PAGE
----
And while Spanish was spoken in the home Yai’s parent’s fear of their children losing their Latin roots had them shipping the youths off, each summer, to the Dominican Republic.
“On hindsight I completely understand their motives and embrace them. At the time, however, I was bummed. School was out. I was ready to hang-out with my friends and then whoosh—off to D.R.” Yai laughs easily.
To supplement his income Julio took on work with Mitsubishi while mom continued working an assortment of jobs while taking English classes. A bevy of after-school programs allowed Angela the luxury of doing so.
“It was an extremely healthy and giving environment. The few other Hispanic families as well as many of our Anglo neighbors became extended family—often having my brother and I over to their homes after school. It was truly a warm and embracing environment.”
When Yai turned fifteen she got her first summer job as a counselor for younger kids and then at seventeen she became a receptionist with an optometrist.
“After graduating high school I had designs on going to college in Miami. I’d been to Florida as my family had taken us on some vacations to Orlando.”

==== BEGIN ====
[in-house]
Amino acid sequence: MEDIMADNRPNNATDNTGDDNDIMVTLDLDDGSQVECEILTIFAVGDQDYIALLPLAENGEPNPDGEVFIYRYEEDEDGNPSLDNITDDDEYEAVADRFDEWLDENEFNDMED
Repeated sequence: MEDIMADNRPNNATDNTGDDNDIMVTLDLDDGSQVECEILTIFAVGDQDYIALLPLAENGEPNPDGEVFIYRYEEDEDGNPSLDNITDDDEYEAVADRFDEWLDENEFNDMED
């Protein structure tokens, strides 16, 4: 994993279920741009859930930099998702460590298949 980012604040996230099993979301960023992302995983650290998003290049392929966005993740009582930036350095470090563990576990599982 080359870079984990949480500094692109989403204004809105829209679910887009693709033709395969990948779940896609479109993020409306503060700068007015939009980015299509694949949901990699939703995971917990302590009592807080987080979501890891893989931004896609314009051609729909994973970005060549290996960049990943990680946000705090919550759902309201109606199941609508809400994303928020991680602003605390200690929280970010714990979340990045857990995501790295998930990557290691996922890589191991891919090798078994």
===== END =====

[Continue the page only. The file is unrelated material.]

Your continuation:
I realized that talented people are often fearful of asking for what they want. My mission was to empower.
Yai got the “design” part right, only not in Florida. With her mother’s urging that she stay closer to the family, Yai eventually enrolled at FIT (New York City’s vaunted Fashion Institute of Technology).
“I had my sights on a career in graphic design; however, FIT required a portfolio in order to even be considered for that program. They suggested I delay my college ambitions and create a portfolio before re-enrolling, but I wasn’t going for that.”